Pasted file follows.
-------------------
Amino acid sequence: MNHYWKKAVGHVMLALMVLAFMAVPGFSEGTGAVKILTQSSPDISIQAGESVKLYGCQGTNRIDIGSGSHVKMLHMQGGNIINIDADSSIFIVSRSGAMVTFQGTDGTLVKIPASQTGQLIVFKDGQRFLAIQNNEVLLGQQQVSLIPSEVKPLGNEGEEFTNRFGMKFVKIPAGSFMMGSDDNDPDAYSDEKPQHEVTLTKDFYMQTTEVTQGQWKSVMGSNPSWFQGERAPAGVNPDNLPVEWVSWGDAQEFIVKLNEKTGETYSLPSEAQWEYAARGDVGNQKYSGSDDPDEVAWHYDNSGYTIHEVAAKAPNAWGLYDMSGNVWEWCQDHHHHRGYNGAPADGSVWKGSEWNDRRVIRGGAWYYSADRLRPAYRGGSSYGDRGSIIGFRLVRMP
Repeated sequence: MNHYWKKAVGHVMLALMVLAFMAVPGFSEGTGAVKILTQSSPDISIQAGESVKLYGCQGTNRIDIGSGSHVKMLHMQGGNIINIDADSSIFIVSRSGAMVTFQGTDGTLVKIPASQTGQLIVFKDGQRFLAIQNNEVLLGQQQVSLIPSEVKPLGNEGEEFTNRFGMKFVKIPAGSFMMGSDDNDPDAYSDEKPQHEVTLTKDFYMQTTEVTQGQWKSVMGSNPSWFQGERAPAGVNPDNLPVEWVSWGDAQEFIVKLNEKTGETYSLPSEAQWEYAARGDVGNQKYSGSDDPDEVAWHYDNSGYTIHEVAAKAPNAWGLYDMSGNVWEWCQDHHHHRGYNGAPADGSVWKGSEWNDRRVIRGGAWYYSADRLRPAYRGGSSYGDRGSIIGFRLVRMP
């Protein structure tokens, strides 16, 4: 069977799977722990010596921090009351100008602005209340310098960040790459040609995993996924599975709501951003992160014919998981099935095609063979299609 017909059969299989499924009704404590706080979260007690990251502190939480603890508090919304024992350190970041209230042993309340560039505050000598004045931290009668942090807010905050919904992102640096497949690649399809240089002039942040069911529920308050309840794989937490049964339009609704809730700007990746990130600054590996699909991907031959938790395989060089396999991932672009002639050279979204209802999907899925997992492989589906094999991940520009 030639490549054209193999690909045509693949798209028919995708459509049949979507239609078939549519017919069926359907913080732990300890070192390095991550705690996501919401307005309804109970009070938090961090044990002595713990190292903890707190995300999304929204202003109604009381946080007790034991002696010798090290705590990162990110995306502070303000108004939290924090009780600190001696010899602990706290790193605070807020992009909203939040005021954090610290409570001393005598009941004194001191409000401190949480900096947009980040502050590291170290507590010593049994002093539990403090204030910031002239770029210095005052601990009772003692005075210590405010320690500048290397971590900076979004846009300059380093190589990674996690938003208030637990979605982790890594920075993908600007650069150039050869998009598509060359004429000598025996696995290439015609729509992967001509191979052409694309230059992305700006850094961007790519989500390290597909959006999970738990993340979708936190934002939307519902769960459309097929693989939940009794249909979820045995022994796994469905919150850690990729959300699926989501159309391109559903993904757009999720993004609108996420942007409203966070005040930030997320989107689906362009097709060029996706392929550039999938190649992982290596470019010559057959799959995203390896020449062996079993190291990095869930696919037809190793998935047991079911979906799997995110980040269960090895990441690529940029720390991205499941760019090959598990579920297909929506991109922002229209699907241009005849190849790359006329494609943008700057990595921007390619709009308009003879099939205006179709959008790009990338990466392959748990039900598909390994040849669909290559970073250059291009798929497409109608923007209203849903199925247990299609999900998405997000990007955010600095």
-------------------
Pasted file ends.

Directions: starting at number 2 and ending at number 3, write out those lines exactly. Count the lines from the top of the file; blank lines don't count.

Repeated sequence: MNHYWKKAVGHVMLALMVLAFMAVPGFSEGTGAVKILTQSSPDISIQAGESVKLYGCQGTNRIDIGSGSHVKMLHMQGGNIINIDADSSIFIVSRSGAMVTFQGTDGTLVKIPASQTGQLIVFKDGQRFLAIQNNEVLLGQQQVSLIPSEVKPLGNEGEEFTNRFGMKFVKIPAGSFMMGSDDNDPDAYSDEKPQHEVTLTKDFYMQTTEVTQGQWKSVMGSNPSWFQGERAPAGVNPDNLPVEWVSWGDAQEFIVKLNEKTGETYSLPSEAQWEYAARGDVGNQKYSGSDDPDEVAWHYDNSGYTIHEVAAKAPNAWGLYDMSGNVWEWCQDHHHHRGYNGAPADGSVWKGSEWNDRRVIRGGAWYYSADRLRPAYRGGSSYGDRGSIIGFRLVRMP
């Protein structure tokens, strides 16, 4: 069977799977722990010596921090009351100008602005209340310098960040790459040609995993996924599975709501951003992160014919998981099935095609063979299609 017909059969299989499924009704404590706080979260007690990251502190939480603890508090919304024992350190970041209230042993309340560039505050000598004045931290009668942090807010905050919904992102640096497949690649399809240089002039942040069911529920308050309840794989937490049964339009609704809730700007990746990130600054590996699909991907031959938790395989060089396999991932672009002639050279979204209802999907899925997992492989589906094999991940520009 030639490549054209193999690909045509693949798209028919995708459509049949979507239609078939549519017919069926359907913080732990300890070192390095991550705690996501919401307005309804109970009070938090961090044990002595713990190292903890707190995300999304929204202003109604009381946080007790034991002696010798090290705590990162990110995306502070303000108004939290924090009780600190001696010899602990706290790193605070807020992009909203939040005021954090610290409570001393005598009941004194001191409000401190949480900096947009980040502050590291170290507590010593049994002093539990403090204030910031002239770029210095005052601990009772003692005075210590405010320690500048290397971590900076979004846009300059380093190589990674996690938003208030637990979605982790890594920075993908600007650069150039050869998009598509060359004429000598025996696995290439015609729509992967001509191979052409694309230059992305700006850094961007790519989500390290597909959006999970738990993340979708936190934002939307519902769960459309097929693989939940009794249909979820045995022994796994469905919150850690990729959300699926989501159309391109559903993904757009999720993004609108996420942007409203966070005040930030997320989107689906362009097709060029996706392929550039999938190649992982290596470019010559057959799959995203390896020449062996079993190291990095869930696919037809190793998935047991079911979906799997995110980040269960090895990441690529940029720390991205499941760019090959598990579920297909929506991109922002229209699907241009005849190849790359006329494609943008700057990595921007390619709009308009003879099939205006179709959008790009990338990466392959748990039900598909390994040849669909290559970073250059291009798929497409109608923007209203849903199925247990299609999900998405997000990007955010600095």